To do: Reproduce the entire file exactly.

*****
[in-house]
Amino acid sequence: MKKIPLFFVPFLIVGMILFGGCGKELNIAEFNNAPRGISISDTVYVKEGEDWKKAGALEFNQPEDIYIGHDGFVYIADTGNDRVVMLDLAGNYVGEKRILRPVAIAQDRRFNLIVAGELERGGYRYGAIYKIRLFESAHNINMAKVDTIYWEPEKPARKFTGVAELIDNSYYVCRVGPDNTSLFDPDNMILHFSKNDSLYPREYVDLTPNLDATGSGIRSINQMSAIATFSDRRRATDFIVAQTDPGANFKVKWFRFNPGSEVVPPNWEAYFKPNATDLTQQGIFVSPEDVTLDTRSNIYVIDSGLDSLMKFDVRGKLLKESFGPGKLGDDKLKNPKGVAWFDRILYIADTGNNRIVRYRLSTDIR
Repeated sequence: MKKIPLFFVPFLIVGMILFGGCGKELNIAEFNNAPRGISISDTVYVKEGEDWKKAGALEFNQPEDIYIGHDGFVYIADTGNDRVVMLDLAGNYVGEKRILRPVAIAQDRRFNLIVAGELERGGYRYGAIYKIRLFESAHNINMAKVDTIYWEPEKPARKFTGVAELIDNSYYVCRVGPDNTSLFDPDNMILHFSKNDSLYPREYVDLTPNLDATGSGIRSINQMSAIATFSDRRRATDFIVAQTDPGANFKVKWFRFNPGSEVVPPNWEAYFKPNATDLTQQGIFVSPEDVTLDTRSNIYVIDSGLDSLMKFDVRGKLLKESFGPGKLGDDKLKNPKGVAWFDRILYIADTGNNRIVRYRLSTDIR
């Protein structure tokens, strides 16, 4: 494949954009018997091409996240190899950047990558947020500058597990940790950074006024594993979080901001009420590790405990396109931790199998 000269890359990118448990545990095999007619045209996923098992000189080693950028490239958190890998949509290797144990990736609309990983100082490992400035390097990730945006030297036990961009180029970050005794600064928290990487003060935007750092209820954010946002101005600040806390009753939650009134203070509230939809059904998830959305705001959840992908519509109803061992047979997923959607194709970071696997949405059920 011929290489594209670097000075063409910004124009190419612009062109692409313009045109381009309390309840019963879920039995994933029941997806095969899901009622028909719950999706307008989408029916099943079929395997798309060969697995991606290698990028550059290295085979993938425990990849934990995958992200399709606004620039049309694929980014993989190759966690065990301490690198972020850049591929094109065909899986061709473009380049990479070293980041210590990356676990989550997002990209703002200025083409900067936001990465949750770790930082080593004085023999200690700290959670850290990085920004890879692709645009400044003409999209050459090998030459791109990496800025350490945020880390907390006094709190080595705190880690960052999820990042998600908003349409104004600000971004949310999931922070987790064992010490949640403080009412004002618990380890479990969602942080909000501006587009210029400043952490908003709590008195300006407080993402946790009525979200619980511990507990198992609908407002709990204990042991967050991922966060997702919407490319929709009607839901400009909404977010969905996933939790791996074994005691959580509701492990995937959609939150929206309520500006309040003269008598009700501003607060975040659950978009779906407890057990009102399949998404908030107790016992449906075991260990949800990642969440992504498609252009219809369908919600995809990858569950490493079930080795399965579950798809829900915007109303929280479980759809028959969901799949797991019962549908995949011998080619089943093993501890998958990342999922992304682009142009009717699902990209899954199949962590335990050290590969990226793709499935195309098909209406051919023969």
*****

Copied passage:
[in-house]
Amino acid sequence: MKKIPLFFVPFLIVGMILFGGCGKELNIAEFNNAPRGISISDTVYVKEGEDWKKAGALEFNQPEDIYIGHDGFVYIADTGNDRVVMLDLAGNYVGEKRILRPVAIAQDRRFNLIVAGELERGGYRYGAIYKIRLFESAHNINMAKVDTIYWEPEKPARKFTGVAELIDNSYYVCRVGPDNTSLFDPDNMILHFSKNDSLYPREYVDLTPNLDATGSGIRSINQMSAIATFSDRRRATDFIVAQTDPGANFKVKWFRFNPGSEVVPPNWEAYFKPNATDLTQQGIFVSPEDVTLDTRSNIYVIDSGLDSLMKFDVRGKLLKESFGPGKLGDDKLKNPKGVAWFDRILYIADTGNNRIVRYRLSTDIR
Repeated sequence: MKKIPLFFVPFLIVGMILFGGCGKELNIAEFNNAPRGISISDTVYVKEGEDWKKAGALEFNQPEDIYIGHDGFVYIADTGNDRVVMLDLAGNYVGEKRILRPVAIAQDRRFNLIVAGELERGGYRYGAIYKIRLFESAHNINMAKVDTIYWEPEKPARKFTGVAELIDNSYYVCRVGPDNTSLFDPDNMILHFSKNDSLYPREYVDLTPNLDATGSGIRSINQMSAIATFSDRRRATDFIVAQTDPGANFKVKWFRFNPGSEVVPPNWEAYFKPNATDLTQQGIFVSPEDVTLDTRSNIYVIDSGLDSLMKFDVRGKLLKESFGPGKLGDDKLKNPKGVAWFDRILYIADTGNNRIVRYRLSTDIR
């Protein structure tokens, strides 16, 4: 494949954009018997091409996240190899950047990558947020500058597990940790950074006024594993979080901001009420590790405990396109931790199998 000269890359990118448990545990095999007619045209996923098992000189080693950028490239958190890998949509290797144990990736609309990983100082490992400035390097990730945006030297036990961009180029970050005794600064928290990487003060935007750092209820954010946002101005600040806390009753939650009134203070509230939809059904998830959305705001959840992908519509109803061992047979997923959607194709970071696997949405059920 011929290489594209670097000075063409910004124009190419612009062109692409313009045109381009309390309840019963879920039995994933029941997806095969899901009622028909719950999706307008989408029916099943079929395997798309060969697995991606290698990028550059290295085979993938425990990849934990995958992200399709606004620039049309694929980014993989190759966690065990301490690198972020850049591929094109065909899986061709473009380049990479070293980041210590990356676990989550997002990209703002200025083409900067936001990465949750770790930082080593004085023999200690700290959670850290990085920004890879692709645009400044003409999209050459090998030459791109990496800025350490945020880390907390006094709190080595705190880690960052999820990042998600908003349409104004600000971004949310999931922070987790064992010490949640403080009412004002618990380890479990969602942080909000501006587009210029400043952490908003709590008195300006407080993402946790009525979200619980511990507990198992609908407002709990204990042991967050991922966060997702919407490319929709009607839901400009909404977010969905996933939790791996074994005691959580509701492990995937959609939150929206309520500006309040003269008598009700501003607060975040659950978009779906407890057990009102399949998404908030107790016992449906075991260990949800990642969440992504498609252009219809369908919600995809990858569950490493079930080795399965579950798809829900915007109303929280479980759809028959969901799949797991019962549908995949011998080619089943093993501890998958990342999922992304682009142009009717699902990209899954199949962590335990050290590969990226793709499935195309098909209406051919023969």